DHL adopts unique growth model in Africa

Leading global logistics company DHL is targeting to dominate the African market after increasing its retail footprint significantly over the past three years.

The company has announced that by staying true to its reputation for speed, passion, teamwork and a can-do attitude, it has managed to grow its retail footprint in sub-Saharan Africa by an astonishing 1,000 per cent in less than three years.

Over the short period, the company’s number of service points increased from 300 to over 3,300 mainly through partnering with local business owners who act as DHL resellers.

Thousands of vendors, such as an electronics store in West Africa, a travel agent in East Africa and a small grocery shop in Southern Africa, now allow their customers to send DHL shipments alongside their normal offerings.

The small businesses benefit from commission on all DHL sales, an increase in foot traffic as well as being associated with a global brand.

“It’s really a win-win approach. We have given these small shop owners a unique business opportunity to grow their revenues and gain credibility by aligning themselves with an international brand. If they do well, we do well,” said Sumesh Rahavendra, head of marketing for DHL Express Sub Saharan Africa.

He added that DHL is willing to partner with any entrepreneurial business that sees value in becoming a reseller. All partners are provided with a complete branding kit and go through an extensive training programme to ensure compliance with DHL’s requirements and procedures.

DHL has also forged similar partnerships with larger companies such as mobile network operators, retail business centres, supermarkets and fuel retailers.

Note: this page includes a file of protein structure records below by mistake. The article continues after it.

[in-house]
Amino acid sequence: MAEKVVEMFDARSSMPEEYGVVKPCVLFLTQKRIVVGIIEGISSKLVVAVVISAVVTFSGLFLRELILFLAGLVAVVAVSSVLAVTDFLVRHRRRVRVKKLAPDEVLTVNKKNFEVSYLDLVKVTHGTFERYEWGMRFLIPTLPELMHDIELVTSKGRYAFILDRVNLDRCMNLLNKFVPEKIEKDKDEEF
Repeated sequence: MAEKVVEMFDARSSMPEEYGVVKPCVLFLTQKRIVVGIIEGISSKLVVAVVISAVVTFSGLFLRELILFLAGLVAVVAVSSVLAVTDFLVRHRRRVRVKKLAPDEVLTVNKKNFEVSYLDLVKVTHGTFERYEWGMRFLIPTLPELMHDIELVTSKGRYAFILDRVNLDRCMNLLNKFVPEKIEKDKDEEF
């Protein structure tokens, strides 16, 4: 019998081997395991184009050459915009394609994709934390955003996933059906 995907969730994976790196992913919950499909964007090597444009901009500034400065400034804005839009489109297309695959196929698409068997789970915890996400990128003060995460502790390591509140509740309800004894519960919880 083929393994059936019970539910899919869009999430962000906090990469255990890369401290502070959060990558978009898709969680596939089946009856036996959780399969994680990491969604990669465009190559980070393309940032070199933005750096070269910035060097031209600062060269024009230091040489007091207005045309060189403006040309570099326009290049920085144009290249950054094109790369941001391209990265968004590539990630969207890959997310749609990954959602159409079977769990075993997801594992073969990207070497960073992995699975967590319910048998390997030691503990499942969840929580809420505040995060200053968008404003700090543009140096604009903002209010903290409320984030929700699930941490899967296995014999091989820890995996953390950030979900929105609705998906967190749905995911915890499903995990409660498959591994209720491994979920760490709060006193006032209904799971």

Not only is partnering with existing vendors more cost effective than building its own branches, it also brings the company closer to its customers.

An entrepreneur in Ghana can send a sample to a client in the US from the same place he picks up his daily newspaper, whereas a mother in Mauritius is now able to ship a birthday gift to her son in France while her car is being filled up at the fuel station.

DHL also simplified its pricing and packaging options to fit in with the needs of its customers as opposed to the other way around. To make people aware of its retail offering, the streets of Africa are often painted yellow and red through tactical advertising campaigns involving dancing, singing and special giveaways.

“Through the passion and energy of our 4,000 employees across Sub Saharan Africa, we have changed the perception that DHL only caters for multinationals and big business. Our retail customers no longer have to sit in traffic to send a document or parcel, but can literally find a DHL service point right around the corner,” says Rahavendra.

He noted the partnerships are empowering business owners and aspiring entrepreneurs across Africa with an additional opportunity to earn money and live better.


Deutsche Post DHL


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